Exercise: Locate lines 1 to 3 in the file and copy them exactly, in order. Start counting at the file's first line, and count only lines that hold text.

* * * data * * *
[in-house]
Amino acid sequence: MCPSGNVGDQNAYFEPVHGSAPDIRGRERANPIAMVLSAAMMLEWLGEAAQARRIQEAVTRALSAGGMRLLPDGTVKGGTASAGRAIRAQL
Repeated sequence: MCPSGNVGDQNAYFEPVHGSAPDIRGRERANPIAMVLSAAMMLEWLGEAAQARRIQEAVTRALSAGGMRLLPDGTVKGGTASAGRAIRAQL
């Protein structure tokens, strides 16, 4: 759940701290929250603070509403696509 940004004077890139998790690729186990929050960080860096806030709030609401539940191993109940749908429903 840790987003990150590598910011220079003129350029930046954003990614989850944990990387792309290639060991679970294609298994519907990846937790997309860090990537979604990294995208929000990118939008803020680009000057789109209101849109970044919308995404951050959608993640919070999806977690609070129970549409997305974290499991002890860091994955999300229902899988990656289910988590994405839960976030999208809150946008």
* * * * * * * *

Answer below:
[in-house]
Amino acid sequence: MCPSGNVGDQNAYFEPVHGSAPDIRGRERANPIAMVLSAAMMLEWLGEAAQARRIQEAVTRALSAGGMRLLPDGTVKGGTASAGRAIRAQL
Repeated sequence: MCPSGNVGDQNAYFEPVHGSAPDIRGRERANPIAMVLSAAMMLEWLGEAAQARRIQEAVTRALSAGGMRLLPDGTVKGGTASAGRAIRAQL